After scandal, fundraisers debate ethics

Having witnessed the damaging one-round knockout of NPR fundraiser Ron Schiller in March, public radio’s development pros are working to adapt the lessons they’ve learned about ethics and prudence into a set of best-practices guidelines for use throughout the field. But they’re already tiptoeing around a clear discrepancy between the major ethical code of professional fundraisers and a common practice in public broadcasting — paid commissions on underwriting sales. DEI, the national agency for pubradio fundraising that convenes its annual Public Media Development and Marketing Conference in Pittsburgh later this week, has assembled a group to draft ethical standards for fundraising in nonprofit public media. DEI is leading the re-evaluation as part of its CPB-backed Leadership for Philanthropy project, which aims to help stations improve their major-gift fundraising. The main starting point for DEI’s advisory council is the Code of Ethical Principles and Standards of the Association of Fundraising Professionals, which prohibits commission-based compensation for nonprofit fundraisers. Continue Reading

Editorial integrity panel says the time’s right to think about principles

Now might not seem like the best time for the public broadcasting system to be pondering philosophical questions of identity and purpose, since its unwanted promotion to high-profile partisan punching bag in Congress. The official ponderers of the system’s Editorial Integrity for Public Media initiative beg to disagree. Now more than ever, they say, public broadcasting must make its case by defining its purpose and identity to the larger world — because if it doesn’t, its critics will. “In this political environment there’s a lot being thrown around about integrity, bias, and ‘just who are these public broadcasting guys, anyway?’” said Tom Thomas of the Station Resource Group, co-director of the editorial initiative. “We should be able to say, here’s how we do our work, here’s the way in which we make decisions, here’s what money we take or not, here’s how we balance funding and content.”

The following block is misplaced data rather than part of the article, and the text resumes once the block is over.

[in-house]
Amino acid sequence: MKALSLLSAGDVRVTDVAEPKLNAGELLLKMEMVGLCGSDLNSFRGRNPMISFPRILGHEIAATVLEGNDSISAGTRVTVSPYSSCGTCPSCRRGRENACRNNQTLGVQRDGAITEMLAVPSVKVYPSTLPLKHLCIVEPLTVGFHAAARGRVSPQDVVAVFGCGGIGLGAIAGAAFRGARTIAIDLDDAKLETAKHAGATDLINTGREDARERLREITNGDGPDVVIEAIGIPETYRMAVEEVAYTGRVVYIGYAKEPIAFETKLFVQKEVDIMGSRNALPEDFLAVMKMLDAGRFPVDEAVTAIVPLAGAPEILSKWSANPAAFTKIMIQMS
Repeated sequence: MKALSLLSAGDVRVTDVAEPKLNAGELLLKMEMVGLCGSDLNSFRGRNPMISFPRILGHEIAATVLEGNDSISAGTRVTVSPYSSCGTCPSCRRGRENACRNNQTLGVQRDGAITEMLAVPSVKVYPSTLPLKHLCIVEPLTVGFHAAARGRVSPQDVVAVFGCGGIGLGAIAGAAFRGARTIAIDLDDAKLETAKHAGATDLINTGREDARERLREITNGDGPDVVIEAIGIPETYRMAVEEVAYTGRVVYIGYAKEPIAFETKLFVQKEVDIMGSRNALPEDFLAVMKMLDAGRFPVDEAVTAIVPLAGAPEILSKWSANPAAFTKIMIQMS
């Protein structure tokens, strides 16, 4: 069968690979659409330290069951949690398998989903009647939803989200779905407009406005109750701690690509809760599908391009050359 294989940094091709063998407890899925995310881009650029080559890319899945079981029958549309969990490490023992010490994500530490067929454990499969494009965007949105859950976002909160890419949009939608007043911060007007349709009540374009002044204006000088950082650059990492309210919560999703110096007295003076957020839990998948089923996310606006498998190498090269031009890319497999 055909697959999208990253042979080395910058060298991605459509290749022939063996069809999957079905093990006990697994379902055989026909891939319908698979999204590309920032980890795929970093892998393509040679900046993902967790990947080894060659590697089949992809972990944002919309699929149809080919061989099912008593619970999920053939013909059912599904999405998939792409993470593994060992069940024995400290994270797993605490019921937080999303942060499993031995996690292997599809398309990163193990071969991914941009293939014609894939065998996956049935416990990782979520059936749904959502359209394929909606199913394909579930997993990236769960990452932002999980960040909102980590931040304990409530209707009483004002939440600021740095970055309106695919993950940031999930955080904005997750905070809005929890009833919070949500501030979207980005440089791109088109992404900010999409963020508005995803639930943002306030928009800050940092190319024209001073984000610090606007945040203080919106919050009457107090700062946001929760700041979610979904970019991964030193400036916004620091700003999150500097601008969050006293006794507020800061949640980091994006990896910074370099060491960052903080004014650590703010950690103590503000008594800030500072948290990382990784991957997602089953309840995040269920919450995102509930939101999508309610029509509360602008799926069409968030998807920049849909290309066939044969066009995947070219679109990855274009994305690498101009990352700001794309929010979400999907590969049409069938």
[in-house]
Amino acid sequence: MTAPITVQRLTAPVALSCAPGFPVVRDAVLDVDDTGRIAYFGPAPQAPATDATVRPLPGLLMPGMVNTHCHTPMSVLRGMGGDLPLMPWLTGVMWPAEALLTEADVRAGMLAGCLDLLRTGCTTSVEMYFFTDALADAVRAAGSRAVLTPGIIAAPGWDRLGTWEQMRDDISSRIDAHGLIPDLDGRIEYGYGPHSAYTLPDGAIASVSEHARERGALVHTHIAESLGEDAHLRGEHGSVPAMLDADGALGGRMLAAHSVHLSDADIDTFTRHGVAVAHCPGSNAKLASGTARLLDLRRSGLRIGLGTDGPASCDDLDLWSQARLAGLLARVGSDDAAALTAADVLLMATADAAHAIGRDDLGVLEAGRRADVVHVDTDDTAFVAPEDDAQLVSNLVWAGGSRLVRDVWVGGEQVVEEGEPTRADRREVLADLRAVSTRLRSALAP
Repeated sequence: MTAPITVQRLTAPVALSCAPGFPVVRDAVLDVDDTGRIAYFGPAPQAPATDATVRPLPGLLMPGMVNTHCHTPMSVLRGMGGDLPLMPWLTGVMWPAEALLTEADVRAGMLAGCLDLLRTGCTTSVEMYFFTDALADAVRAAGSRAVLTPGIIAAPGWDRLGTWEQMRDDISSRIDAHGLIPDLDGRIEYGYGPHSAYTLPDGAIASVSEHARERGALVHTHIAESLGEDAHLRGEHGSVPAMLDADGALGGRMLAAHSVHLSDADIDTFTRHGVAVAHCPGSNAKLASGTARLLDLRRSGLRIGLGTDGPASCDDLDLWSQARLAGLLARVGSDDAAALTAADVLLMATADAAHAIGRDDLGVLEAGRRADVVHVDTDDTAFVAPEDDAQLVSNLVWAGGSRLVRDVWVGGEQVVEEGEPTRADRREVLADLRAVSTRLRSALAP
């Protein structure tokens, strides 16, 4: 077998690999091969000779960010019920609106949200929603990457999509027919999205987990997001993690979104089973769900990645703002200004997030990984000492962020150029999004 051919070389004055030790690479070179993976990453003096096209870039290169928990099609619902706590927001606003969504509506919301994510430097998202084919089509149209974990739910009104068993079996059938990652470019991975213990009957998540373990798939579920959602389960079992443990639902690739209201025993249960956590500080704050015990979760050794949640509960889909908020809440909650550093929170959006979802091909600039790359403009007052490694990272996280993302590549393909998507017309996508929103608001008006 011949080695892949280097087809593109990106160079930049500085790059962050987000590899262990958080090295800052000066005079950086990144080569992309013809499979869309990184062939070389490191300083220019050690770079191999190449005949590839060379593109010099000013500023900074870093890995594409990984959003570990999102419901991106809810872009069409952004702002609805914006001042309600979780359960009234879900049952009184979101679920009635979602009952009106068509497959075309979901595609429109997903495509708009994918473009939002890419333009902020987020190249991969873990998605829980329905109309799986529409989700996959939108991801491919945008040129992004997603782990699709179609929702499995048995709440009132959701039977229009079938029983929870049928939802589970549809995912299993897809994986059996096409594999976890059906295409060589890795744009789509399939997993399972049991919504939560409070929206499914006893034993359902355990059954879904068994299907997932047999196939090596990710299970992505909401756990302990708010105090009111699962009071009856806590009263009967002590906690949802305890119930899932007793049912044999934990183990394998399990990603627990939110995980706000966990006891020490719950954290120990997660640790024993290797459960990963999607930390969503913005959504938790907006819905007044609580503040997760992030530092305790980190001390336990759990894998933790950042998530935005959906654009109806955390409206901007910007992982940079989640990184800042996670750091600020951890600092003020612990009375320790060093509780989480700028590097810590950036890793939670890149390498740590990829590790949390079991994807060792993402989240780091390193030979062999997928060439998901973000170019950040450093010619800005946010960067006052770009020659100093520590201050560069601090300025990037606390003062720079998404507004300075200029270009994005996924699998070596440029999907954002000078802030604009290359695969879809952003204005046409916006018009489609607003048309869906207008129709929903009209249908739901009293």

“In the work I’ve done, facilitating Dynamic Inquiries and Round Robins, one of the key things that comes up is, we don’t have an articulated vision for public broadcasting — and, frankly, that has gotten louder,” said Ted Krichels, director of Penn State Public Broadcasting and chair of the Editorial Integrity project’s 20-member steering committee. Continue Reading